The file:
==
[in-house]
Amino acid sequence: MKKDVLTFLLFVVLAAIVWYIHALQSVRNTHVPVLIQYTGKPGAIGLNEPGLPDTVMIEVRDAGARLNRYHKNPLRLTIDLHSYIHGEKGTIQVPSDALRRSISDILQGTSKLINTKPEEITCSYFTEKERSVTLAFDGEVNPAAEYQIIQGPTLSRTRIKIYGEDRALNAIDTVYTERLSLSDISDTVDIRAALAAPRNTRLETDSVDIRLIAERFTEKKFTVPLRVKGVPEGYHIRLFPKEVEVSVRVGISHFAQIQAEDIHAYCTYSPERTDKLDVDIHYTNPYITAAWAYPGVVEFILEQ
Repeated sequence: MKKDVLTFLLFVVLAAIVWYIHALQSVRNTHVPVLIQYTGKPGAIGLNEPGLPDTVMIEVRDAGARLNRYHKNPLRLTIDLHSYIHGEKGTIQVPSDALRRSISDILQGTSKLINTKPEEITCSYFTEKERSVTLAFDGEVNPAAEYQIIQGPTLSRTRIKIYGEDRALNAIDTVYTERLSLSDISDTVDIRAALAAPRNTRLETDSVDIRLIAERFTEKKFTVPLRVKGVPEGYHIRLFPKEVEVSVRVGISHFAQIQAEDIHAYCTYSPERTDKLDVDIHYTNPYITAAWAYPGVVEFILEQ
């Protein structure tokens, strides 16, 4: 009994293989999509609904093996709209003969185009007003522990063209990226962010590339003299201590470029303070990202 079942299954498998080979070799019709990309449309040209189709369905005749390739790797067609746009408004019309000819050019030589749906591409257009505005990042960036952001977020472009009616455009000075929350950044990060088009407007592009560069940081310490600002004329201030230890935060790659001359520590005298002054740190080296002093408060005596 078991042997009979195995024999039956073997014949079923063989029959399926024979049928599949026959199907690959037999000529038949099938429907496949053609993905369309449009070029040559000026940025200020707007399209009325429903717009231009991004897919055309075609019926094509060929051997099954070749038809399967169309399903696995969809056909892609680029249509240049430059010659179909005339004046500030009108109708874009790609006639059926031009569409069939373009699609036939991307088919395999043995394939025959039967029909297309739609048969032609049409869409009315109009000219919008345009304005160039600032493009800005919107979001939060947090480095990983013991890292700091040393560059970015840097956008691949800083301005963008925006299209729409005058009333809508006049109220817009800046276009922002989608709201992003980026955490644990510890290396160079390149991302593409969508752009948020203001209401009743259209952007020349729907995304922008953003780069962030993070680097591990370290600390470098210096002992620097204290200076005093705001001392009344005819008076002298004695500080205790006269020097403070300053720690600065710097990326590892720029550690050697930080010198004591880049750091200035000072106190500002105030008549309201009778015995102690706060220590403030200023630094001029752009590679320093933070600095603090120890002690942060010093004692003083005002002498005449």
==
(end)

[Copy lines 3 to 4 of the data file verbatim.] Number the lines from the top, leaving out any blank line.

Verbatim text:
Repeated sequence: MKKDVLTFLLFVVLAAIVWYIHALQSVRNTHVPVLIQYTGKPGAIGLNEPGLPDTVMIEVRDAGARLNRYHKNPLRLTIDLHSYIHGEKGTIQVPSDALRRSISDILQGTSKLINTKPEEITCSYFTEKERSVTLAFDGEVNPAAEYQIIQGPTLSRTRIKIYGEDRALNAIDTVYTERLSLSDISDTVDIRAALAAPRNTRLETDSVDIRLIAERFTEKKFTVPLRVKGVPEGYHIRLFPKEVEVSVRVGISHFAQIQAEDIHAYCTYSPERTDKLDVDIHYTNPYITAAWAYPGVVEFILEQ
């Protein structure tokens, strides 16, 4: 009994293989999509609904093996709209003969185009007003522990063209990226962010590339003299201590470029303070990202 079942299954498998080979070799019709990309449309040209189709369905005749390739790797067609746009408004019309000819050019030589749906591409257009505005990042960036952001977020472009009616455009000075929350950044990060088009407007592009560069940081310490600002004329201030230890935060790659001359520590005298002054740190080296002093408060005596 078991042997009979195995024999039956073997014949079923063989029959399926024979049928599949026959199907690959037999000529038949099938429907496949053609993905369309449009070029040559000026940025200020707007399209009325429903717009231009991004897919055309075609019926094509060929051997099954070749038809399967169309399903696995969809056909892609680029249509240049430059010659179909005339004046500030009108109708874009790609006639059926031009569409069939373009699609036939991307088919395999043995394939025959039967029909297309739609048969032609049409869409009315109009000219919008345009304005160039600032493009800005919107979001939060947090480095990983013991890292700091040393560059970015840097956008691949800083301005963008925006299209729409005058009333809508006049109220817009800046276009922002989608709201992003980026955490644990510890290396160079390149991302593409969508752009948020203001209401009743259209952007020349729907995304922008953003780069962030993070680097591990370290600390470098210096002992620097204290200076005093705001001392009344005819008076002298004695500080205790006269020097403070300053720690600065710097990326590892720029550690050697930080010198004591880049750091200035000072106190500002105030008549309201009778015995102690706060220590403030200023630094001029752009590679320093933070600095603090120890002690942060010093004692003083005002002498005449």